Kadam Morten Clausen is a Buddhist teacher in the New Kadampa tradition, a modern, worldwide tradition founded by Buddhist master Venerable Geshe Kelsang Gyatso, the author of more than twenty books on Buddhism, including his most recent, Modern Buddhism (now available as a free e-book).
He is the Resident Teacher at the Kadampa Meditation Center NYC as well as the Vajra Light Buddhist Center in Hartsdale, NY. For over 30 years he has been a close disciple of Venerable Geshe Kelsang Gyatso, who gave him the title Kadam, indicating that he is a senior lay teacher of the Kadampa Tradition.
Kadam Morten met his teacher Geshe Kelsang while attending university in England. He taught widely throughout the UK, and helped develop many Kadampa Centers in England. Kadam Morten has been teaching in the US for 17 years and has established Centers throughout the New York area, as well as Washington DC, Virginia, and Puerto Rico.
Kadam Morten: Buddha said, “There is no creator other than mind.” So rather than talking about who created the world, it’s actually more pragmatic, more practical, more relevant, to actually ask yourself who created your world. So, for example, like this talk, you know, my answering this question . . . Everybody who hears this is going to hear it in a different way. So you’re going to hear it in your way, I’m hearing it in my way, and whoever, you know, is watching this, is hearing it in their own individual way. So the question then comes up, well, where is the talk? Where is the answer? And actually we have to say, then, there is no answer outside of the perception of the answer. The answer is always linked to an individual perceiver. And so from that point of view, everybody is experiencing their own answer.
So similarly, you know, everyone is having their own view of me right now. Each one of you is experiencing me uniquely. Therefore, the “me” that you are experiencing is not outside your mind. So from that point of view, who created me for you? And the answer is, you did, because I’m not outside your mind.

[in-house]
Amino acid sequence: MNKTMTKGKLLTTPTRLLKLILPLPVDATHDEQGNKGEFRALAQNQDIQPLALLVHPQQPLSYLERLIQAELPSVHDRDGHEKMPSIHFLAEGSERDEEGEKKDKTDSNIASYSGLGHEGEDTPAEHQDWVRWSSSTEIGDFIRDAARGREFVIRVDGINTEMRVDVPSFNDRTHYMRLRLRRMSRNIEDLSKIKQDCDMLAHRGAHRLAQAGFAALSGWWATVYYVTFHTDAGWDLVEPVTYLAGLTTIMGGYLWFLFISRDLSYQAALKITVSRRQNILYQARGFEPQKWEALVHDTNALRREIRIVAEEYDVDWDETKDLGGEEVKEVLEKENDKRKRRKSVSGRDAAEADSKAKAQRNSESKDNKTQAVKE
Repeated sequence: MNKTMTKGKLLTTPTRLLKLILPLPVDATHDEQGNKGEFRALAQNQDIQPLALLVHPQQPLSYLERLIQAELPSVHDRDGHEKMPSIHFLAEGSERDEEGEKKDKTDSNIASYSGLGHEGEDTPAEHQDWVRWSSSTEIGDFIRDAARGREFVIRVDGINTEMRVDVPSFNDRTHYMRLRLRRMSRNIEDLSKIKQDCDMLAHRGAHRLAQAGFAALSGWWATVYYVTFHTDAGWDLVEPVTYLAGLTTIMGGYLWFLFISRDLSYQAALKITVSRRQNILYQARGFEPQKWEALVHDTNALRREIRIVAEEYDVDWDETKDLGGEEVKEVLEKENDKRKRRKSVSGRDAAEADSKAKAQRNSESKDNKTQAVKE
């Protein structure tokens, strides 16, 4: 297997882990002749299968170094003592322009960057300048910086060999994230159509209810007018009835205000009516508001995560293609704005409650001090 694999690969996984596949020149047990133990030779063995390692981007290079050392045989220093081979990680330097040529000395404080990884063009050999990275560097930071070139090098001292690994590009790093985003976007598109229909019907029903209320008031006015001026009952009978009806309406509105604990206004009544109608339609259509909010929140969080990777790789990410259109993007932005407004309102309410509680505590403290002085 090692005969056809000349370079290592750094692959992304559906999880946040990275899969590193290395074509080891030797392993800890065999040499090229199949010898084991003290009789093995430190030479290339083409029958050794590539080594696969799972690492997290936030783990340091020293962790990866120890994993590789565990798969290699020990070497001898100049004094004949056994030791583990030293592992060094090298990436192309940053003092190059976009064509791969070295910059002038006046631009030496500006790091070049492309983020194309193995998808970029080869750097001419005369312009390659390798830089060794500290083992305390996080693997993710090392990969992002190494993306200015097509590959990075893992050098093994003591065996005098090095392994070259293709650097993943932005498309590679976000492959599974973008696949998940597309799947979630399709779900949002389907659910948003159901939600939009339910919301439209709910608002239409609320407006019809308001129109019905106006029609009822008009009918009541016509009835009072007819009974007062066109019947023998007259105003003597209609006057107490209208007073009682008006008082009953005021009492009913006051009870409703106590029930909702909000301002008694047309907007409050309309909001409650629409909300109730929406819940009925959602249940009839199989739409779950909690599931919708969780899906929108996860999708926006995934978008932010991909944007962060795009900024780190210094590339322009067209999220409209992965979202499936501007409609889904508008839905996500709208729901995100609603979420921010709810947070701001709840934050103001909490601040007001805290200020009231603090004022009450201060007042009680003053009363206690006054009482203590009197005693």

So if that’s true for me, it’s actually true for the world. Your world is a reflection of your mind. And really, that’s the only world, so to speak, that’s relevant because that’s the one that you can do something about. And this answer is actually tremendously optimistic because what it does is it puts us into a vital relationship with our environment, with our world, with our relationships, where we begin to recognize how I experience the world depends on how I view the world, how I see the world.
And so if I change my mind, I actually change my world. Like, if I have a lot of anger in my mind, the world that I perceive is a world full of conflict and, you know, irritating people and stuff like that. Whereas, if I have a lot of love in my heart, then the world that I perceive is completely different. It’s a beautiful world and it’s full of attractive people and, you know, a place of love and kindness. So, it shows that if we work at changing our mind, we can change our world.
Directed / Produced by
Jonathan Fowler & Elizabeth Rodd
We wouldn’t think of leaving the house without cleaning the body. Really, we shouldn’t think about leaving the house without cleaning the mind.